TORONTO, ONTARIO–(Marketwire – July 28, 2009) – Sandspring Resources Ltd. (TSX VENTURE:SSP.P) (the “Corporation” or “Sandspring”) today announced that it has entered into an agreement with a syndicate of underwriters led by Research Capital Corporation (the “Underwriter”), whereby the Underwriter will purchase, on a bought deal basis, 14,285,800 subscription receipts of the Corporation (each a “Subscription Receipt”) at a price of $0.35 per Subscription Receipt, for aggregate gross proceeds to the Corporation of $5,000,030 (the “Offering”).……….”
It then continues (please check link). So why did this offering grab my attention and why is it a good case-study in DD? The answer is a combination of several factors that should always interest the investor when looking for an investment in the sector, including, company structure, management, resource size, resource quality etc. First a little about the company.
Share structure. The first place I went was, of course, the regulatory filings. According to the last quarterly, SSP is a shell company with has 5.7 million shares out, 600,000 options at $0.10 and no warrants. So my quick math added the offering and then presumed full takeup of the overallotment (Research Capital can place another 2,857,200 units) and got the share structure as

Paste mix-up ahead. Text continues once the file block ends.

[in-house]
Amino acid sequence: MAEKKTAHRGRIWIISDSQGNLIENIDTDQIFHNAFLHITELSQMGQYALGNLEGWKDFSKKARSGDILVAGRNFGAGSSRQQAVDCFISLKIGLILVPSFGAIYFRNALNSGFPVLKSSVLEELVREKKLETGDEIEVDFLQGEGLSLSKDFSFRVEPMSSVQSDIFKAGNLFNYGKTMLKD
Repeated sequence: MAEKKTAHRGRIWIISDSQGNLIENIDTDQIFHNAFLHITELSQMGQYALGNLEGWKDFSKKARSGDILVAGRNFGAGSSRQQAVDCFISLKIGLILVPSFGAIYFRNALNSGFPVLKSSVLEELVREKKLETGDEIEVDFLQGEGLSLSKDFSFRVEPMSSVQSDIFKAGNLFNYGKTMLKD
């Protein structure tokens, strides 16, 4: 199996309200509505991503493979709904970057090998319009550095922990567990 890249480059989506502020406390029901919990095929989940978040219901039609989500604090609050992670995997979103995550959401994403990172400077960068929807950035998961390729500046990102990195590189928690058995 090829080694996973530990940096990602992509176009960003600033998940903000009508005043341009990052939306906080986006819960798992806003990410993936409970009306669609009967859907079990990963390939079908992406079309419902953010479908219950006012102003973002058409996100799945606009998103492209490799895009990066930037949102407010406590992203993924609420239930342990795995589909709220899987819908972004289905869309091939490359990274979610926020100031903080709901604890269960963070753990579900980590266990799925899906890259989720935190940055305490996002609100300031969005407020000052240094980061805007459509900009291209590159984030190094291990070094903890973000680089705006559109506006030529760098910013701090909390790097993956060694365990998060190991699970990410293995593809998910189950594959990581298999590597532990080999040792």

Shares out: 22,843,000
Options: 600,000 (at 10c)
Warrants: 10m approx (at 50c)
This looked perfectly acceptable at face value for a start-up. So it was now time to find out what the company has by way of assets.
Company asset and valuation metrics. The SSP main asset is the ‘Toroparu’ gold project in Guyana. It is envisaged as an open pit mining operation. In the 43-101 compliant report that was signed off in January 2009 (I can send you a copy, but it’s 11 mega), the Toroparu resource was given an indicated and inferred estimate of around 2.3m oz Au, breaking down as follows:
Indicated: 1,369,400oz Au (at 0.93g/t)